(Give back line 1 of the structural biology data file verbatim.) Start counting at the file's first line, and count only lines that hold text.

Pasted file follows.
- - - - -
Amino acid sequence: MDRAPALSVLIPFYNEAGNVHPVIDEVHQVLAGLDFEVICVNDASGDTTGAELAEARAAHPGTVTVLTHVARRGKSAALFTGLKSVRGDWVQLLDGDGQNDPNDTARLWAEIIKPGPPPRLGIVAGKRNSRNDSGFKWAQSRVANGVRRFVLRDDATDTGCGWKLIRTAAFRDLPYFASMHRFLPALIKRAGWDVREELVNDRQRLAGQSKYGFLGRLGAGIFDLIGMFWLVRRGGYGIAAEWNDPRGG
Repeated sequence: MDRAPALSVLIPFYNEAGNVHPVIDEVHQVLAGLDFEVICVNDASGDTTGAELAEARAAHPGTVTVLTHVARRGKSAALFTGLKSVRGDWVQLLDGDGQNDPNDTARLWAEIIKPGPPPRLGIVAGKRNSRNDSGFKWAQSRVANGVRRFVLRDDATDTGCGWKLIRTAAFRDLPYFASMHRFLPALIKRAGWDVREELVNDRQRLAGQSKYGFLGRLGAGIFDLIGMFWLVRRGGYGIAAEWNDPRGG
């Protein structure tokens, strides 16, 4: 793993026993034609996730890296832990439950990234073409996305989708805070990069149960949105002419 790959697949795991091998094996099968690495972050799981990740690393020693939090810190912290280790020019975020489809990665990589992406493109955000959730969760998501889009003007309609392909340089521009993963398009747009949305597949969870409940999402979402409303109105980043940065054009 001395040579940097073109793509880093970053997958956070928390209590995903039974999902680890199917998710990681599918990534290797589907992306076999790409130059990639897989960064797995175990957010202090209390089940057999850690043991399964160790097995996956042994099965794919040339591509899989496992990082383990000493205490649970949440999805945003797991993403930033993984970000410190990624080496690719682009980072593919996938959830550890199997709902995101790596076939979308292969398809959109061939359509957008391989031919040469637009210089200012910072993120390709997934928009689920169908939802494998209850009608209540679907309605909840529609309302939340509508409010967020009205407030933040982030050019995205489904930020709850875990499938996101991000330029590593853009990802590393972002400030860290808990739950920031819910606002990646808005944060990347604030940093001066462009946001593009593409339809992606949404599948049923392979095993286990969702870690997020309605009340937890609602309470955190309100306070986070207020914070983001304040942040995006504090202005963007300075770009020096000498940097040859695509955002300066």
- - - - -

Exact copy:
Amino acid sequence: MDRAPALSVLIPFYNEAGNVHPVIDEVHQVLAGLDFEVICVNDASGDTTGAELAEARAAHPGTVTVLTHVARRGKSAALFTGLKSVRGDWVQLLDGDGQNDPNDTARLWAEIIKPGPPPRLGIVAGKRNSRNDSGFKWAQSRVANGVRRFVLRDDATDTGCGWKLIRTAAFRDLPYFASMHRFLPALIKRAGWDVREELVNDRQRLAGQSKYGFLGRLGAGIFDLIGMFWLVRRGGYGIAAEWNDPRGG